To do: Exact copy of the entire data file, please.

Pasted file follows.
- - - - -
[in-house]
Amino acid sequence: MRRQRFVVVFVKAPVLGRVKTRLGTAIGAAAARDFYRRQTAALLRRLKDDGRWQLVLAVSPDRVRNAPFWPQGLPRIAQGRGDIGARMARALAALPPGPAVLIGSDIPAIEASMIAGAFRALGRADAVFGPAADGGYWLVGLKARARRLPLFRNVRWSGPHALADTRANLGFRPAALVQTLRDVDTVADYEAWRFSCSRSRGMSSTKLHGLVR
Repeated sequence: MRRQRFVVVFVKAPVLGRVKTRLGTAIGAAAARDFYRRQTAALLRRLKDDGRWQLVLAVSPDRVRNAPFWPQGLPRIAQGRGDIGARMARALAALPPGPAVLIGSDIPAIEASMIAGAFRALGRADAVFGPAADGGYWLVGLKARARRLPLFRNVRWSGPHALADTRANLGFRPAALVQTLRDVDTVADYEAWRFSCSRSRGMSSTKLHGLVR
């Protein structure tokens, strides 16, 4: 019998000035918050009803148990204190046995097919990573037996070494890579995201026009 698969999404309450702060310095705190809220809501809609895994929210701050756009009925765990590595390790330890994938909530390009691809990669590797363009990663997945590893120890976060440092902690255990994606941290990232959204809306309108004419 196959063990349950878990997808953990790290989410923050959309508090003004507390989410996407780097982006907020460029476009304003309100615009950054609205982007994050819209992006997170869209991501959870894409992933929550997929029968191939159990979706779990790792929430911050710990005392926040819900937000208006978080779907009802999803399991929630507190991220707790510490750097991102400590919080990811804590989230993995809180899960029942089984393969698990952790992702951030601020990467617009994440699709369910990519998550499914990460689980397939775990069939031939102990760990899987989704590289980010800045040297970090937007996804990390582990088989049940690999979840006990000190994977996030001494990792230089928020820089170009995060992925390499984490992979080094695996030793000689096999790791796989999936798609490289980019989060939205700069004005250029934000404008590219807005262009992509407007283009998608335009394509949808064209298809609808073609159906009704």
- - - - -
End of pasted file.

[in-house]
Amino acid sequence: MRRQRFVVVFVKAPVLGRVKTRLGTAIGAAAARDFYRRQTAALLRRLKDDGRWQLVLAVSPDRVRNAPFWPQGLPRIAQGRGDIGARMARALAALPPGPAVLIGSDIPAIEASMIAGAFRALGRADAVFGPAADGGYWLVGLKARARRLPLFRNVRWSGPHALADTRANLGFRPAALVQTLRDVDTVADYEAWRFSCSRSRGMSSTKLHGLVR
Repeated sequence: MRRQRFVVVFVKAPVLGRVKTRLGTAIGAAAARDFYRRQTAALLRRLKDDGRWQLVLAVSPDRVRNAPFWPQGLPRIAQGRGDIGARMARALAALPPGPAVLIGSDIPAIEASMIAGAFRALGRADAVFGPAADGGYWLVGLKARARRLPLFRNVRWSGPHALADTRANLGFRPAALVQTLRDVDTVADYEAWRFSCSRSRGMSSTKLHGLVR
């Protein structure tokens, strides 16, 4: 019998000035918050009803148990204190046995097919990573037996070494890579995201026009 698969999404309450702060310095705190809220809501809609895994929210701050756009009925765990590595390790330890994938909530390009691809990669590797363009990663997945590893120890976060440092902690255990994606941290990232959204809306309108004419 196959063990349950878990997808953990790290989410923050959309508090003004507390989410996407780097982006907020460029476009304003309100615009950054609205982007994050819209992006997170869209991501959870894409992933929550997929029968191939159990979706779990790792929430911050710990005392926040819900937000208006978080779907009802999803399991929630507190991220707790510490750097991102400590919080990811804590989230993995809180899960029942089984393969698990952790992702951030601020990467617009994440699709369910990519998550499914990460689980397939775990069939031939102990760990899987989704590289980010800045040297970090937007996804990390582990088989049940690999979840006990000190994977996030001494990792230089928020820089170009995060992925390499984490992979080094695996030793000689096999790791796989999936798609490289980019989060939205700069004005250029934000404008590219807005262009992509407007283009998608335009394509949808064209298809609808073609159906009704």